Building a strong workplace culture is a lot like exercising.

Exercise is critical to maintaining a healthy body. Nurturing culture is critical to maintaining a healthy workplace.

Most adults know full well that exercise is important to their health. Most workplace leaders know full well that culture is important to their business.

But perhaps the most important similarity is this: just as exercising improperly or with bad form can actually do more harm than good, culture-building efforts implemented without the right level of grounding, commitment and follow-through can actually hurt your workplace culture.

With that in mind, let’s examine three of the most common characteristics of culture-building initiatives gone awry, and look at ways to ensure your efforts to build a healthy workplace have the desired effect.

Point-in-Time Initiatives With No Follow-Through

Perhaps the biggest mistake organizations make in attempting to build a strong workplace culture is to orchestrate point-in-time culture-building initiatives that aren’t grounded in a broader mission or vision and aren’t accompanied by a thorough follow-up plan.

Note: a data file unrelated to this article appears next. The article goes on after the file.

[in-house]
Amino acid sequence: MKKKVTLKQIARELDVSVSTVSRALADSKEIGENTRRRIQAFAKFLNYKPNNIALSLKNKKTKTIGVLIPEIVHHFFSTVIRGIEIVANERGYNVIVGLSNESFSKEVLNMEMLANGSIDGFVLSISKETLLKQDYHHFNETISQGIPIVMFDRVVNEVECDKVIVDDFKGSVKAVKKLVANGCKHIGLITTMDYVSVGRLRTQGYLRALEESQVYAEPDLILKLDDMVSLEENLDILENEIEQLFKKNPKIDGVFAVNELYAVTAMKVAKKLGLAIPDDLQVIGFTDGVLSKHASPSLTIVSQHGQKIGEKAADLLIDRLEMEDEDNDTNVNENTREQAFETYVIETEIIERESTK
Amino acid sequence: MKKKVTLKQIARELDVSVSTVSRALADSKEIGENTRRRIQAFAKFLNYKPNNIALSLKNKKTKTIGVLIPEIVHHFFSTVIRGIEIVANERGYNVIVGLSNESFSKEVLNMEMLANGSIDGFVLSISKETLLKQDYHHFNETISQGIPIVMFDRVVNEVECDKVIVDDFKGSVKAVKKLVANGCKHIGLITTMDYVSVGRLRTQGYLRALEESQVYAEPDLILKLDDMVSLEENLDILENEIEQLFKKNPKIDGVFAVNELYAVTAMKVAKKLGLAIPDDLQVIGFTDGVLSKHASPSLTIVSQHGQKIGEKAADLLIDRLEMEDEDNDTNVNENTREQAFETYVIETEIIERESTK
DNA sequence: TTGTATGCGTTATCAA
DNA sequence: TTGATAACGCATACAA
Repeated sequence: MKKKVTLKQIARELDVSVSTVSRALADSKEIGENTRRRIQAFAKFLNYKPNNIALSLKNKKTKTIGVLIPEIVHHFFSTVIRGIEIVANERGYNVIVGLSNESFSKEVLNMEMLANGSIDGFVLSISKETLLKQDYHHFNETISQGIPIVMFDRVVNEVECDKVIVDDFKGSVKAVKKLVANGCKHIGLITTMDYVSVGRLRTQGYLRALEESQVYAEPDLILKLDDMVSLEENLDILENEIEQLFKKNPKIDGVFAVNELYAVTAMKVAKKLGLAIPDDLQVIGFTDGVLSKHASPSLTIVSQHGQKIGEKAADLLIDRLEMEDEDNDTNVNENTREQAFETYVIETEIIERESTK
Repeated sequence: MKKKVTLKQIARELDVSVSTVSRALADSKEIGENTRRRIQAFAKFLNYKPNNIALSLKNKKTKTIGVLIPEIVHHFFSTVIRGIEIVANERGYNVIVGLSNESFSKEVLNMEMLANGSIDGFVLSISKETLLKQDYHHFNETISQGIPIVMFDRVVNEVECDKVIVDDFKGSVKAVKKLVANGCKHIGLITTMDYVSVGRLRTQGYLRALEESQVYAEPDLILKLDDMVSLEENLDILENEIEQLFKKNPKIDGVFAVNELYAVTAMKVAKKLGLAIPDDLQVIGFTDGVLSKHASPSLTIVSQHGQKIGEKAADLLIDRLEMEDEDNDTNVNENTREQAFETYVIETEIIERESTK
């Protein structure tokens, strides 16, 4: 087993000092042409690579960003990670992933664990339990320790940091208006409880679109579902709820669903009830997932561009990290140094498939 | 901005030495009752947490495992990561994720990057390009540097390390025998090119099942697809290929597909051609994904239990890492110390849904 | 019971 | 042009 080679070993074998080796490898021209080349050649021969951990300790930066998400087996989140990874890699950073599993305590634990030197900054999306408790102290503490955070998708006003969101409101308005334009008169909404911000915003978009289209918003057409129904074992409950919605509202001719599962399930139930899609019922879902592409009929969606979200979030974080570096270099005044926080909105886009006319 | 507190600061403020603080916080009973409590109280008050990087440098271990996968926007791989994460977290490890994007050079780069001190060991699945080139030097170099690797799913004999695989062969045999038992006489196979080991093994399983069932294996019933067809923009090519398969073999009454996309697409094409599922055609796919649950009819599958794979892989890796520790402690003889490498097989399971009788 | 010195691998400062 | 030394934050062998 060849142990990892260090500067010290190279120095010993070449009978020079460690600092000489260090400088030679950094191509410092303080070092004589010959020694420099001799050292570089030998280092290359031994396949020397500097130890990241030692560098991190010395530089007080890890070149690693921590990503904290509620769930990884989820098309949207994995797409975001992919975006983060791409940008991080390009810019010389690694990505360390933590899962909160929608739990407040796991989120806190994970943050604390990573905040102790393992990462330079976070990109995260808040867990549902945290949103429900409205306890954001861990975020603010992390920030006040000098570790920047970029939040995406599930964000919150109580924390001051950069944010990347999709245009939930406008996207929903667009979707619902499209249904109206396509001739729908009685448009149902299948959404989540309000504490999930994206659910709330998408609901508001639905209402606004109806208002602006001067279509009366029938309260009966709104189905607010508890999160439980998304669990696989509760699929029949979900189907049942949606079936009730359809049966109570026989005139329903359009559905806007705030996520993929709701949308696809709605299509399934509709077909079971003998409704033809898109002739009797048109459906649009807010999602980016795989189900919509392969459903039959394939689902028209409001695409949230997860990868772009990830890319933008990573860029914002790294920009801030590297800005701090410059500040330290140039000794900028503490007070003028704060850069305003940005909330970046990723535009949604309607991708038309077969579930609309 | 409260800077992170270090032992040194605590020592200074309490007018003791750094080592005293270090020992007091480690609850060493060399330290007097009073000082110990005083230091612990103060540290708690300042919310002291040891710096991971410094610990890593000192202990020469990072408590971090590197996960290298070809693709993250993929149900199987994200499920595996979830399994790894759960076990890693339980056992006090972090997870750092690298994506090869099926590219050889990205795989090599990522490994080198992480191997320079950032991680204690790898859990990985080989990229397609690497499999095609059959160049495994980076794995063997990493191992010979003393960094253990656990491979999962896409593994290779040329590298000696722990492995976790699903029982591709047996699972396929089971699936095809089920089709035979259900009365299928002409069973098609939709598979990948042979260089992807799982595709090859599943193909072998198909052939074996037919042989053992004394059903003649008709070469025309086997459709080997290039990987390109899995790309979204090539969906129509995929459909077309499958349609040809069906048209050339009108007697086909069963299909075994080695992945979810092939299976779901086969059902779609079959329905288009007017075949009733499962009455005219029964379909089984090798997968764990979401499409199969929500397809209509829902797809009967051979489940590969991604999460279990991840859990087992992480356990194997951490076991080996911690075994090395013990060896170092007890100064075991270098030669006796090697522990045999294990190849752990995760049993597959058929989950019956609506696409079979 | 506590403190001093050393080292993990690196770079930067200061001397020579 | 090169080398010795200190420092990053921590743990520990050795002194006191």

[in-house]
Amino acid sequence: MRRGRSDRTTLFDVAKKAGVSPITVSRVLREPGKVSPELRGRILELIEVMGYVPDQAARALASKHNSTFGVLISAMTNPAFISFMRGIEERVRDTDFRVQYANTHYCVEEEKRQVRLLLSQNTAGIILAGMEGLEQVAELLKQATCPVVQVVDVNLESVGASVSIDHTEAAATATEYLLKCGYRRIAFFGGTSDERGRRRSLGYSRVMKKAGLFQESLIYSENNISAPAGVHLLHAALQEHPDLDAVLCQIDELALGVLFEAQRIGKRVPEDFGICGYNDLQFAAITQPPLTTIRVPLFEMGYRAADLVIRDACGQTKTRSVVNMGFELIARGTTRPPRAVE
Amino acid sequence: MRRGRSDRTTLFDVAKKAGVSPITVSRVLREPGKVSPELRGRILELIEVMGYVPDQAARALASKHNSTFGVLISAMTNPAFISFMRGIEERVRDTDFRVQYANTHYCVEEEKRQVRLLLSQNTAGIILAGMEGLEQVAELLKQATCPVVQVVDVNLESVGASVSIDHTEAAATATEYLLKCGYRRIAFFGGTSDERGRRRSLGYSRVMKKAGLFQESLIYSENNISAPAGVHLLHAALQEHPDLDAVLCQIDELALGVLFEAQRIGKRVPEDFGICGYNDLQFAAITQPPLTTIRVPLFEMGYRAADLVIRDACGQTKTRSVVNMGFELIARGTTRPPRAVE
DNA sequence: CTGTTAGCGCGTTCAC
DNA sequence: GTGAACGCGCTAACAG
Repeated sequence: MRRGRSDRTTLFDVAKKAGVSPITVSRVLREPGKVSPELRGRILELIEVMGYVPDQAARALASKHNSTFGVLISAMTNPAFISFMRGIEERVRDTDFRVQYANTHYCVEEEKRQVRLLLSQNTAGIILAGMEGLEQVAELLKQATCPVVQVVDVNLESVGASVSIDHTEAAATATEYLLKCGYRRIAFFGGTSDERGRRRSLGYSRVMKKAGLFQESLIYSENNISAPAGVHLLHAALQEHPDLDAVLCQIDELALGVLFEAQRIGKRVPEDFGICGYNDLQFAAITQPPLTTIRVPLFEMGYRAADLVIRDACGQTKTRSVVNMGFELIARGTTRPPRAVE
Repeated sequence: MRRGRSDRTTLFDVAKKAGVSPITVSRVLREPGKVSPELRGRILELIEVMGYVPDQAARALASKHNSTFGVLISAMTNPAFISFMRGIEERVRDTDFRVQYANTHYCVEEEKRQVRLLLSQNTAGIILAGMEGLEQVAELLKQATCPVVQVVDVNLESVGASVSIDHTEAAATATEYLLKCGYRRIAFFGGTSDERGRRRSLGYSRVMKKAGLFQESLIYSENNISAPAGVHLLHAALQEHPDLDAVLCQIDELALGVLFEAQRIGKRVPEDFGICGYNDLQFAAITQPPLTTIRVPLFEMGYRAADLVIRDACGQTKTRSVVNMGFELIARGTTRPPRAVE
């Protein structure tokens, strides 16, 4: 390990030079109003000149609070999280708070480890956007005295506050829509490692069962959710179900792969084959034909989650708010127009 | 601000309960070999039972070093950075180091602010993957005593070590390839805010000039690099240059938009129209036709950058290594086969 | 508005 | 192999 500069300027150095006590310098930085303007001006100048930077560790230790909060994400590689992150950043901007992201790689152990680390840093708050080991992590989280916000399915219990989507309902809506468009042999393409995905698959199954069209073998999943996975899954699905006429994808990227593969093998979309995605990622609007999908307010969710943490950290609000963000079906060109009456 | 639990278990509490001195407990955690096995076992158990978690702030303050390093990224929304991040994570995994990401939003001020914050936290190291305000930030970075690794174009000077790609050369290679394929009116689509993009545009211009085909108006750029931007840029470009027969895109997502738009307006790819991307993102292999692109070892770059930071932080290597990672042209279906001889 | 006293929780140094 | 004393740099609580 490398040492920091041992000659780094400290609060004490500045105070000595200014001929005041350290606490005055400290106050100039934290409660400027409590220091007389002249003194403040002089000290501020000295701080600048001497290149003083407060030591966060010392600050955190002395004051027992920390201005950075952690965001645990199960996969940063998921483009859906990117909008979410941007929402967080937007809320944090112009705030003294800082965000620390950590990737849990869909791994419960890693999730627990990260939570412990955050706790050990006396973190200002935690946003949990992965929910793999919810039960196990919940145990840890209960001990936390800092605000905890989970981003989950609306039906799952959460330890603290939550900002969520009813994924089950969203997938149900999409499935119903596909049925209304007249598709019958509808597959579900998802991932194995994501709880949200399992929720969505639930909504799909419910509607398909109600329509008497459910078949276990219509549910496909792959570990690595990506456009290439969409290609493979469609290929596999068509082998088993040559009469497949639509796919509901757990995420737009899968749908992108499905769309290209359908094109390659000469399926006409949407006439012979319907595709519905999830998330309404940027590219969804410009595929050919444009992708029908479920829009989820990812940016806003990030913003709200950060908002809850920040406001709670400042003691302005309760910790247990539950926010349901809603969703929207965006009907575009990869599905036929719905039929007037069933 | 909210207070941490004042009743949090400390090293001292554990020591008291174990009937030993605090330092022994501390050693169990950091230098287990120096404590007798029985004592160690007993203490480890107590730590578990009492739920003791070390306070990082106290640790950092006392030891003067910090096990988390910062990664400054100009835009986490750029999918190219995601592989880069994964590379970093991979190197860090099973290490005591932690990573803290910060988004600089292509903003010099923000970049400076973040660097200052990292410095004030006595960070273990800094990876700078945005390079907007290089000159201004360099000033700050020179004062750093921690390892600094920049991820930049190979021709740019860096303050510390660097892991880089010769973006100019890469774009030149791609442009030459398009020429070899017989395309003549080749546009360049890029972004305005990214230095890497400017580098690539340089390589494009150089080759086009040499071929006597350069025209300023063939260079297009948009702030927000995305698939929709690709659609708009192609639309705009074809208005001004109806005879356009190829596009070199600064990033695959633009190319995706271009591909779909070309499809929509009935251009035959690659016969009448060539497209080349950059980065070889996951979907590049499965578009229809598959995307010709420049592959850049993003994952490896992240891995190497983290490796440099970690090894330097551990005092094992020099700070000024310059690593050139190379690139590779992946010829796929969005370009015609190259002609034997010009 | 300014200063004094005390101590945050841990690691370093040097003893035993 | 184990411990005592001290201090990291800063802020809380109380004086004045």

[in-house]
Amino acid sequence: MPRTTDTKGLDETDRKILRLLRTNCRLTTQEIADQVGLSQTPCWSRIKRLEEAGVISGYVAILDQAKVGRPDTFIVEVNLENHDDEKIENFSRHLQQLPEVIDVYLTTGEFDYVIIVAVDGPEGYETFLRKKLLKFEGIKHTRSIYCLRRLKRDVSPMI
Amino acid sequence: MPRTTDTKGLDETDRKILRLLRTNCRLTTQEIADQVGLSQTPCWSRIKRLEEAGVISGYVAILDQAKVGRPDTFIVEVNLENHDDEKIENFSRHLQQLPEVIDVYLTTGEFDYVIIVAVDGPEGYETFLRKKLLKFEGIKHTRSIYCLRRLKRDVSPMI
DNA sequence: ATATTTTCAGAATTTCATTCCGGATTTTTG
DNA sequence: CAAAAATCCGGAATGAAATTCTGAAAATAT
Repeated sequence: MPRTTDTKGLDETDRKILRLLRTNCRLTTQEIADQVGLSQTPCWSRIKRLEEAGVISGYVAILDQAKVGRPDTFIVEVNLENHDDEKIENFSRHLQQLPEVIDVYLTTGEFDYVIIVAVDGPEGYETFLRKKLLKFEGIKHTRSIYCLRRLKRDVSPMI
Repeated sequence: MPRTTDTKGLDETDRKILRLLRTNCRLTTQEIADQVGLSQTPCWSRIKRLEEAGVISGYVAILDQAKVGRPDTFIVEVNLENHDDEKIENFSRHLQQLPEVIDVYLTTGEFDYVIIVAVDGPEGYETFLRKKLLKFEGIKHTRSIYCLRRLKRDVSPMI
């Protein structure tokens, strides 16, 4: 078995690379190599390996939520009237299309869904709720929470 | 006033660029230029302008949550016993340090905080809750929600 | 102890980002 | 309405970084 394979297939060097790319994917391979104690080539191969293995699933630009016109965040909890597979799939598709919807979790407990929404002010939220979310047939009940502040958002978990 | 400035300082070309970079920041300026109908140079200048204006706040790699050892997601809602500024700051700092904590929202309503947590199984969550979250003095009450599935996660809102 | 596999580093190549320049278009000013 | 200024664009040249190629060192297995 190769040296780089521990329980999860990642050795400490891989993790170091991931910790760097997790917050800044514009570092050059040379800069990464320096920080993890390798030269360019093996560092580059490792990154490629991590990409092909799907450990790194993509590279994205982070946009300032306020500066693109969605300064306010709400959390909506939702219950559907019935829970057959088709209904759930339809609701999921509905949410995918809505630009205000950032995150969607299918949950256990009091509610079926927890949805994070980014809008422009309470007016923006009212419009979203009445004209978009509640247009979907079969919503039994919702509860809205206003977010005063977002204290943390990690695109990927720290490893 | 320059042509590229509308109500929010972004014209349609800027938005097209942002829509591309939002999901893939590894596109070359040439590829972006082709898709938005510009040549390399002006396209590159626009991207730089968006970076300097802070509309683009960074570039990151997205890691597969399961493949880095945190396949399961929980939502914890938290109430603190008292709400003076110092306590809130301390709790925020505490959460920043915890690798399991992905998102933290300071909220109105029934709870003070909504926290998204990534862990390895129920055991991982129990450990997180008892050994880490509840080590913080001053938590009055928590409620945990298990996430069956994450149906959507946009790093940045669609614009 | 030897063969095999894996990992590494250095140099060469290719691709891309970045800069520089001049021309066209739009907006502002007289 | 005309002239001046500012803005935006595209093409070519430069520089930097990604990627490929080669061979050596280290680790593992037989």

My favorite example of this is the hackathon. Now, don’t get me wrong, no one loves a good hackathon more than me. But a one-time, randomly scheduled hackathon that exists in a vacuum serves little purpose. Sure, maybe your brightest minds will use the opportunity to come up with a few neat innovations. But are you genuinely prepared to act on those innovations? Do you have a plan in place to enable your team to build and expand on the ideas the hackathon generated? Or are you simply planning to return to business as usual the next day as if the hackathon never happened?

If “we had a hackathon last month” is the answer to what you’re doing to create a culture of innovation, then I’ve got some bad news for you: you’re not creating a culture of innovation. Similarly, if “we gave everyone one day off to volunteer” is the answer to what you’re doing to build a connection to the community, you’re not building any connection to the community. 

Isolated, point-in-time initiatives that aren’t connected to broader plans and values do nothing to build your culture. But they can do plenty to hurt it. Think about it: if you carve out one day a year to make something a priority — be it innovation, team-building, charitable giving or anything else — aren’t you really just highlighting the fact that those things aren’t a priority the other 364 days of the year?

Related Article: Corporate Culture, Employee Engagement and That Whole Breakfast Thing

Autonomy on Paper, But Not in Practice

Rare is the healthy workplace culture in which employees don’t feel a strong sense of autonomy. Most organizations realize this and have taken great pains to create the impression of worker autonomy. The expression “culture of autonomy” has become a common part of the modern recruiting pitch. 

But autonomy on paper and autonomy in practice are distinctly different. Plenty of organizations excel at the former. Far too many struggle with the latter. And I can assure you your employees can feel the difference.